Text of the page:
Articles of Incorporation for a Business

Articles of Incorporation
What are Articles of Incorporation?. Maskot/Getty Images

What are Articles of Incorporation? 

When a new business is created, a business type must be chosen. Many businesses decide to incorporate - that is, to form the business as a corporation. 

A corporation is a specific type of business that is formed in the state where the company is doing business. To form a corporation, there are specific steps that must be taken and some decisions that must be made.

One of the most import steps in incorporating a business in a state is to create Articles of incorporation. The form of these articles depends on the laws of the state. 

In some states, these articles may be called something else. The document may be called a Certificate of Incorporation (as in Delaware) or a Corporate Charter (another general term). 

What is the purpose of Articles of incorporation?

The Articles of Incorporation provide the basic information needed to form the business and register the business the state. 

What information is needed for Articles on Incorporation? 

The specific articles included in this document varies by state, but the following articles are typically included:

The name of the corporation. Each state has different requirements for the corporation's name, but in most cases it must include the term :"Inc." or "Incorporated" to specifically designate this business as a corporation.


The name and address of the registered agent and this person's office address. People need to have someone who can receive important documents and legal papers on behalf of the corporation, so the registered agent needs to be someone who is available all the time during regular business hours. Many businesses hire a registered agent service.

, but you can be your own registered agent. 

The specific type of corporation (stock corporation, non-stock corporation, non-profit corporation, etc.)   

For a stock corporation, the authority of the corporation for an initial issue of a specific number of shares of stock and the price of those shares.

The purpose(s) for which the corporation was formed. What is the corporation selling? What type of business is it in? Each state has different requirements and levels of detail for this section.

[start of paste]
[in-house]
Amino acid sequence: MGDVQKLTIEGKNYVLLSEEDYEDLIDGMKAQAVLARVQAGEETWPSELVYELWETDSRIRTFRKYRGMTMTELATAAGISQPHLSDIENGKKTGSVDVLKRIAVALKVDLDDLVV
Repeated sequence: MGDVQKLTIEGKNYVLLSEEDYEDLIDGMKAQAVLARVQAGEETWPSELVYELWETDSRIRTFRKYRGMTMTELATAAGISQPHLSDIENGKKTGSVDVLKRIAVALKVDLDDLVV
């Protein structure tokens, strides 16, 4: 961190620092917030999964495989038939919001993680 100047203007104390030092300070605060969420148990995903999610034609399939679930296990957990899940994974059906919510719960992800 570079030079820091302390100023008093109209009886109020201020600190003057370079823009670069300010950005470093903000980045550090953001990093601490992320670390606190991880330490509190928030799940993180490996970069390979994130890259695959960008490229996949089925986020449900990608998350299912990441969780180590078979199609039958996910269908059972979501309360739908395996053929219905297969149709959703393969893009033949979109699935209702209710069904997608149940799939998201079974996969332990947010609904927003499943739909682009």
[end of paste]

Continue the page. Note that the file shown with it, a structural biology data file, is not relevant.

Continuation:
The names and addresses of the initial directors. You will need to form a board of directors, and  you may have to list the board members, or the corporate officers (president, vice president, secretary, treasurer) on the Articles of Incorporation. 

The name and address of the incorporator (the person preparing the incorporation documents). An incorporator is a person in charge of setting up a corporation. The incorporator files the Articles of Incorporation with the state in which the corporation is registering, and filing any other corporate documents needed until the corporation is formally registered and recognized by the state. Other duties of the incorporator might include selecting members for the board of directors or organizing an initial meeting of the board.

An incorporator can be, but does not necessarily have to be, an attorney. The person designated as the incorporator is listed on the Articles of Incorporation so he or she may be contacted by the state, if necessary. The incorporator has no formal duties once the corporation has been registered with the state.

The duration of the corporation, either perpetual or for a fixed period of time. Most corporations are set up as perpetual organizations. 

Filing the Articles of Incorporation

The Articles of Incorporation are filed with the office of the Secretary of State for your state. 

Forming a corporation is complicated. While many states allow you to file the articles of incorporation online, it is a good idea to get an attorney to help you with the process of forming a corporation, so you don't miss anything critical.


More abouthow to prepare and file articles of incorporation.